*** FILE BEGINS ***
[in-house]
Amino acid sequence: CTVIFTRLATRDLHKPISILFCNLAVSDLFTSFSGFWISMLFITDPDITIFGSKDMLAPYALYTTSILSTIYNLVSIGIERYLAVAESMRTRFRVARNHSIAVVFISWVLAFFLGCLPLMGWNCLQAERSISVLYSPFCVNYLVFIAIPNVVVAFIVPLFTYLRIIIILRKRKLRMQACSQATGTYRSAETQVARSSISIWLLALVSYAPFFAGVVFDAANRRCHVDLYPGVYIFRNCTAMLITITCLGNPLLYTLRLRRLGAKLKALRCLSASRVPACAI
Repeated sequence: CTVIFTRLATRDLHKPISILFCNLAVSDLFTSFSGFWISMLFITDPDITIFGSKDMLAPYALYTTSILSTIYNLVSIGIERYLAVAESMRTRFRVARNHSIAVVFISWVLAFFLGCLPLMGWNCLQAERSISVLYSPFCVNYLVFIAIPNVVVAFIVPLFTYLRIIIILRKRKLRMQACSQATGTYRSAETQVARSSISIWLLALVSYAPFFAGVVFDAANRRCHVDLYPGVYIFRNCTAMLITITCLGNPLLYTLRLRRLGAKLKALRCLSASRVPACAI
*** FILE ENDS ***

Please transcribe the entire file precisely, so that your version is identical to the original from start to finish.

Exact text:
[in-house]
Amino acid sequence: CTVIFTRLATRDLHKPISILFCNLAVSDLFTSFSGFWISMLFITDPDITIFGSKDMLAPYALYTTSILSTIYNLVSIGIERYLAVAESMRTRFRVARNHSIAVVFISWVLAFFLGCLPLMGWNCLQAERSISVLYSPFCVNYLVFIAIPNVVVAFIVPLFTYLRIIIILRKRKLRMQACSQATGTYRSAETQVARSSISIWLLALVSYAPFFAGVVFDAANRRCHVDLYPGVYIFRNCTAMLITITCLGNPLLYTLRLRRLGAKLKALRCLSASRVPACAI
Repeated sequence: CTVIFTRLATRDLHKPISILFCNLAVSDLFTSFSGFWISMLFITDPDITIFGSKDMLAPYALYTTSILSTIYNLVSIGIERYLAVAESMRTRFRVARNHSIAVVFISWVLAFFLGCLPLMGWNCLQAERSISVLYSPFCVNYLVFIAIPNVVVAFIVPLFTYLRIIIILRKRKLRMQACSQATGTYRSAETQVARSSISIWLLALVSYAPFFAGVVFDAANRRCHVDLYPGVYIFRNCTAMLITITCLGNPLLYTLRLRRLGAKLKALRCLSASRVPACAI